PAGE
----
The method of construction calls for hard work, harder than many forest dwellers are willing to invest, but results in a sturdy, permanent home of any size that the builder wants to lay out.

First, the builder selects nine leafy trees, such as linden or ash.  The correct tree has a straight, tall, thick trunk that forks into two stout branches at the right height.  These trees are cut above the fork, to retain the fork — three taller than the other six — are then peeled, and finally are hauled to the house site.  Then nine holes are dug, three along a line that will define the front of the house, three for the taller forked trees down the center, and three more for the back.  The most common shape is a square of any size.  The tallest forked posts are hoisted upright and dropped into the center row of holes.  They are then leveled with their tops at the same height.

In my house, (Sadruk’s), the center posts were almost twice my own height.  The front posts, shorter than the center but high enough to permit entry once the wall is finished, are then set.  The remaining three posts for the back are placed last, and their length doesn’t matter, as long as they are of even height.  If a pigpen is needed behind the house, as on mine, then the back wall needs to be only high enough to accommodate such an addition.  A straight ridge pole of pine is then peeled, notched, and hoisted into the forks formed by the center row of posts.  Similarly, the front and back rows of forked posts are fitted with cross poles, parallel to the ridge.  What remains to complete the roof, then, is for the builder to crisscross this framework with closely-set sapling poles, to cover it with slabs of bark, repeating this layering several times, and to seal it with pine pitch.  The front wall of such a house is often buttressed by thick, forked tree trunks sunk into the ground at an angle to meet the eaves.  That way, the front wall cannot sag outward, and this lean-to framework in front can be covered with skins for extra sleeping quarters, if it is to be a common house, and can serve as a ramp to the roof.

The way Sadruk’s house was built, the earth dug from the holes and not needed to set the posts was spread under the roof.  As much additional loose earth as desired might then be hauled in, spread and smoothed, to raise the floor level above the surrounding forest floor.  This was then covered with straw, which was changed as often as the resident could obtain fresh material.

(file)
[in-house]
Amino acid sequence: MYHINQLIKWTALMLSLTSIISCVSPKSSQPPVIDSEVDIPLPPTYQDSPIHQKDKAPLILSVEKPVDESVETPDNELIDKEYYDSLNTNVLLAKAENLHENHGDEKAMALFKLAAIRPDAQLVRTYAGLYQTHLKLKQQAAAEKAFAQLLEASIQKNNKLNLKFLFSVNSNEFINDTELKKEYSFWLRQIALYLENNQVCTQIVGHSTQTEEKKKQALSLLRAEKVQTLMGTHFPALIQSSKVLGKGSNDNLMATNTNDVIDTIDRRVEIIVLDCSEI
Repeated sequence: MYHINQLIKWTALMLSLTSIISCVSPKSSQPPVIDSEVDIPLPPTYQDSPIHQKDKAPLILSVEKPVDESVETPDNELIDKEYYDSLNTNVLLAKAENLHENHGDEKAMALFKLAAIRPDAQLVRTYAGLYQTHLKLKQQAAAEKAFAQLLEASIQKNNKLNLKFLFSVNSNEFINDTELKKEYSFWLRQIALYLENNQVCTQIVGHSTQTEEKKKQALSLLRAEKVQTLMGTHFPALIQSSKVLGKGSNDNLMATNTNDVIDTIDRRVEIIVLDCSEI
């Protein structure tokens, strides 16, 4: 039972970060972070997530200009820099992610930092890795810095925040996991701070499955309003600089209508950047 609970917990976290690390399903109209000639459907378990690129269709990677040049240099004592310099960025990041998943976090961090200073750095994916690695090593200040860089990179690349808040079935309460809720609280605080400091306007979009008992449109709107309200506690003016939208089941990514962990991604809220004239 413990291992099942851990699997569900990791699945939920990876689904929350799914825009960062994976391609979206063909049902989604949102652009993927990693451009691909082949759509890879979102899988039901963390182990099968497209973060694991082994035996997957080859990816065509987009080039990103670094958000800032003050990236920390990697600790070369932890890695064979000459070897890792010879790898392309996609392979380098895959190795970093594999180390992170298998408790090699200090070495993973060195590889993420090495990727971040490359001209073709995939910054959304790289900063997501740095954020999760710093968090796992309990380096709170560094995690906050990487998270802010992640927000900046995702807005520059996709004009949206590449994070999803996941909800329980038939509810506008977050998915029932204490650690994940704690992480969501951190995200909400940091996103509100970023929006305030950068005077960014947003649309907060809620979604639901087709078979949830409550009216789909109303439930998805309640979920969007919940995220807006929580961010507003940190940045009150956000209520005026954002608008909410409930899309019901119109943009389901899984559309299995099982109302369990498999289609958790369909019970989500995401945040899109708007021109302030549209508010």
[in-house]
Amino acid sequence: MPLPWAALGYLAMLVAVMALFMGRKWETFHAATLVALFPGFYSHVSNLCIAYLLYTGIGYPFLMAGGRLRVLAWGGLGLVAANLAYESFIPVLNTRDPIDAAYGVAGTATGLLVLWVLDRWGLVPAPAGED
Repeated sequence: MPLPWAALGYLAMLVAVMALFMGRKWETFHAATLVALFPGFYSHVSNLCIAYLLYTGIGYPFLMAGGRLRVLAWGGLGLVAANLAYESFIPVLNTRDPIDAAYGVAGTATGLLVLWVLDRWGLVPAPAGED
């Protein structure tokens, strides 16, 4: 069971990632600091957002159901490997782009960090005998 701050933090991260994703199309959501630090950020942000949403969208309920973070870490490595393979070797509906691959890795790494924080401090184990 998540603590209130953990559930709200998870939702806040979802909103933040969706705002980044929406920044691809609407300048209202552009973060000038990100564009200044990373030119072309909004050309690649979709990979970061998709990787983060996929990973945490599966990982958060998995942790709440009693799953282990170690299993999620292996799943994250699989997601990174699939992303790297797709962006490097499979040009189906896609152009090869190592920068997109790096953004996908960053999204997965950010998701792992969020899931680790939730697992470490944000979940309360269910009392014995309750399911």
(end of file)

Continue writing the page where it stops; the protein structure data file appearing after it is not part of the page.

Since it was as long as four or five men lying toe to head and as wide as four as well, ours fit the description of a large house.  To finish a large house, the ubiquitous stove is constructed next.  For this, a skilled builder is needed.  Some of these stoves have a conical shape and an open front, but more often, as with mine, they are long and squared at the edges, and made of angular flat stones or sun-dried bricks or packed clay.  They have thick flat tops of broad stones, mudded for smoothness, and are open at one end.  Mine also had a thin, broad, flat rock which served as a stove door when slid across the opening.  The stoves can be vented to any type of opening — straight through the roof, which assures a leaky roof, or out the end walls of the house — which then makes a tall, teetering chimney unnecessary, or out the back, which permits a short chimney or none at all and provides warmth for livestock.  I have been in houses where the stove was simply vented into the room and the smoke drawn off by holes near the peak.  Sadruk’s stove was centered along the back wall, where it protruded from the back of the house half an arm’s length so that the smoke hole from the stove opened straight into the outside air.

The outside walls of such a house are normally finished with logs.  Sometimes a second row of posts (without forks) is set next to the front forked posts and smaller logs are stacked between these two close rows.  The same system may be used for the end and back walls.  Sadruk’s house had originally been done this way.  In other instances, walls may be constructed of sticks and mud, depending on the materials available.  Many years ago, before my arrival, Sadruk had replaced his outer walls and roof.  The house, as I left it finally, had the finest mud-and-stone walls with a proper door frame and a window with fitted boards to shutter it completely from the inside.  The window also had an inner curtain of layered felt.